Two men concentrate on a game of tric-trac, a form of backgammon, while a woman chalks the score on the side of the board. Meanwhile one man sits smoking, lost in his thoughts, while another lights a pipe from a bowl of embers. None of them is speaking and nor do they look at one another; all the interaction happens on the board.
Willem Duyster’s quiet scene does not have an obvious narrative but it is a satisfying composition. He paints four of the figures in profile but each is distinctive, and he enlivens what could be a static gathering by arranging the central figures in a circle and leading the eye around them. He not only skilfully depicts the way light falls on silks but also dresses his figures in subtle tones that do not break the atmosphere of gentle conviviality and reverie.
Willem Duyster was an Amsterdam painter who specialised in small interior scenes and was one of the pioneers of guardroom paintings, which show off-duty soldiers at rest. This painting of a game of tric-trac, a once-popular version of backgammon, shows his mastery at depicting materials and endowing his scenes with a subtle narrative.
As two men focus intently on the game, a woman chalks the score on the side of the board. A figure in the background sits smoking, lost in contemplation, while another man lights a pipe from a bowl of embers. None of the players look at one another and Duyster has wrapped each of them in their own private mental world. The room in which they sit is well appointed without being luxurious: there is a fine carpet on the table (which carries his signature), coal and wood lie on the floor beneath an elaborate stove, but the room is otherwise modest. The scene is perhaps set in the woman’s house since she wears an apron and is keeping the score.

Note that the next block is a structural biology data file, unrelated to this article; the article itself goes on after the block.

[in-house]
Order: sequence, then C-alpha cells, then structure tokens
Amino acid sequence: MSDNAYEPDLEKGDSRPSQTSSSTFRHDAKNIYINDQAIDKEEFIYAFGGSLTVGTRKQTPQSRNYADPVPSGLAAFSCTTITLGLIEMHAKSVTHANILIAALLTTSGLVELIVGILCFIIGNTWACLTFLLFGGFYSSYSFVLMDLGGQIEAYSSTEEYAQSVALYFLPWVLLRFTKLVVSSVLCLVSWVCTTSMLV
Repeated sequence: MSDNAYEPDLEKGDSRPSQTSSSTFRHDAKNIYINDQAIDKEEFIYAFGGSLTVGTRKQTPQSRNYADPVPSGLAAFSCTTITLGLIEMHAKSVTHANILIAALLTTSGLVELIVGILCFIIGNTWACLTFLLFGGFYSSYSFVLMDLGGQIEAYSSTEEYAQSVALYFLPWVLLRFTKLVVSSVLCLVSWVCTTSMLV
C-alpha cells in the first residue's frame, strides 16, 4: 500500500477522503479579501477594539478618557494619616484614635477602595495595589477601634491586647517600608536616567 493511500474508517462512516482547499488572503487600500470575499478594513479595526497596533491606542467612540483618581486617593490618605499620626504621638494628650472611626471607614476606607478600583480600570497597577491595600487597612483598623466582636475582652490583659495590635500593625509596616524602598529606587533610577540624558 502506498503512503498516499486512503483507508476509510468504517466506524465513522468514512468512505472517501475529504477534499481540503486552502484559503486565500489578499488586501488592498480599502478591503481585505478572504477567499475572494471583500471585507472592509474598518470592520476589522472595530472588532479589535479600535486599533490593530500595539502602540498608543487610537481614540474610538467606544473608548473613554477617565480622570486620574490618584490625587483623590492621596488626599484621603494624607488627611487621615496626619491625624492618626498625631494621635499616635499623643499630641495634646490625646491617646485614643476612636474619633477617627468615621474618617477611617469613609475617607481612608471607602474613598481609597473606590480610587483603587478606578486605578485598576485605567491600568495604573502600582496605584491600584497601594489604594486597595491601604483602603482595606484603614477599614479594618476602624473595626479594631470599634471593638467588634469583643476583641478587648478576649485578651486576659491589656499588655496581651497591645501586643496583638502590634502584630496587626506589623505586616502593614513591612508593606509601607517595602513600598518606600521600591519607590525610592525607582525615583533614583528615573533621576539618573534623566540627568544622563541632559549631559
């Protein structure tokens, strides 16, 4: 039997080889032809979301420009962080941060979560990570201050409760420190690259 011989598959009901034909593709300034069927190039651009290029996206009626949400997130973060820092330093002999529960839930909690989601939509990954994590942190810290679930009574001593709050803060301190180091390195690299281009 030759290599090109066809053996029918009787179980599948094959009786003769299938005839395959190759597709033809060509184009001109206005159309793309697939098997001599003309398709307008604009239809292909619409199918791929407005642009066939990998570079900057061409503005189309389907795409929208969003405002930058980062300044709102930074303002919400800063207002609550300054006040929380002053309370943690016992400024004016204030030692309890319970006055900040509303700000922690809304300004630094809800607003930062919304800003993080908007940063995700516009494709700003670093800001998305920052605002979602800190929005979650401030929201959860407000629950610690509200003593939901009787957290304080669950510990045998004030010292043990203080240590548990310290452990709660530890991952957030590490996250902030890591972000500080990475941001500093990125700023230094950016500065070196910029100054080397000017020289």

Duyster painted board and card games many times, and a similar scene in the Hermitage, St Petersburg, shows an all-male company with one of the players wearing a sword, while another in the Rijksmuseum, Amsterdam, has the non-players drinking and playing music. In both pictures one of the characters looks out at the viewer, drawing them in. Some Dutch depictions of games carry a moral message warning against the dangers of gambling and idleness, but this painting is a sober and contemplative image: there is no drink in evidence, nor any sign of gambling. This is a group enjoying the pleasures of company and gentle play.
All but one of the figures are shown in profile which gives the painting a certain formality. However, Duyster skilfully varies the poses of his characters and leads the viewer’s eye in a circle round the cluster of players. The woman’s outstretched leg reaches across to the tuft of trailing carpet to complete the sweep, while her extended arm chalking the score echoes that of the man placing his counter on the board. Such subtleties stop the scene from becoming static.
The pleasures offered by the painting are quiet ones: the comforting familiarity of the game and the clever way Duyster uses the light coming from the left to pick out the sheen of silks and the different textures in the room.
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